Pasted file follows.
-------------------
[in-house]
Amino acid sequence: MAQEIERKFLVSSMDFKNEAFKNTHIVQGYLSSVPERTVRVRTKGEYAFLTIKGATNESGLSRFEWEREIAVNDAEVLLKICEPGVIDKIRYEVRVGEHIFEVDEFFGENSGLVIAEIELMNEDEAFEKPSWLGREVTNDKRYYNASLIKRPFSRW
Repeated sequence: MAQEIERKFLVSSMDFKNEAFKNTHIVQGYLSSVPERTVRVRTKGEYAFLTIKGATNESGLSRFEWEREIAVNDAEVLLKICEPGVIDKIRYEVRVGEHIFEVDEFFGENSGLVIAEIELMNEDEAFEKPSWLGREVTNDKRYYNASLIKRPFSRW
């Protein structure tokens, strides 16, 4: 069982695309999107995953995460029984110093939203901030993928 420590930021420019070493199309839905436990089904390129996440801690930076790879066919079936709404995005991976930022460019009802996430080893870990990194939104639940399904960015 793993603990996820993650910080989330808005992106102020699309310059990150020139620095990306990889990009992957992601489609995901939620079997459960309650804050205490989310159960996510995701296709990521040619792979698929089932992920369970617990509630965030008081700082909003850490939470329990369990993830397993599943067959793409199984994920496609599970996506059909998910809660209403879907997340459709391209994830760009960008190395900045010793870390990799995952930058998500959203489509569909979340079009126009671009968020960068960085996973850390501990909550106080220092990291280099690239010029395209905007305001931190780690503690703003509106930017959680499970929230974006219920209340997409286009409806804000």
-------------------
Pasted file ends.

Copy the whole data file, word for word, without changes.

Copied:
[in-house]
Amino acid sequence: MAQEIERKFLVSSMDFKNEAFKNTHIVQGYLSSVPERTVRVRTKGEYAFLTIKGATNESGLSRFEWEREIAVNDAEVLLKICEPGVIDKIRYEVRVGEHIFEVDEFFGENSGLVIAEIELMNEDEAFEKPSWLGREVTNDKRYYNASLIKRPFSRW
Repeated sequence: MAQEIERKFLVSSMDFKNEAFKNTHIVQGYLSSVPERTVRVRTKGEYAFLTIKGATNESGLSRFEWEREIAVNDAEVLLKICEPGVIDKIRYEVRVGEHIFEVDEFFGENSGLVIAEIELMNEDEAFEKPSWLGREVTNDKRYYNASLIKRPFSRW
């Protein structure tokens, strides 16, 4: 069982695309999107995953995460029984110093939203901030993928 420590930021420019070493199309839905436990089904390129996440801690930076790879066919079936709404995005991976930022460019009802996430080893870990990194939104639940399904960015 793993603990996820993650910080989330808005992106102020699309310059990150020139620095990306990889990009992957992601489609995901939620079997459960309650804050205490989310159960996510995701296709990521040619792979698929089932992920369970617990509630965030008081700082909003850490939470329990369990993830397993599943067959793409199984994920496609599970996506059909998910809660209403879907997340459709391209994830760009960008190395900045010793870390990799995952930058998500959203489509569909979340079009126009671009968020960068960085996973850390501990909550106080220092990291280099690239010029395209905007305001931190780690503690703003509106930017959680499970929230974006219920209340997409286009409806804000």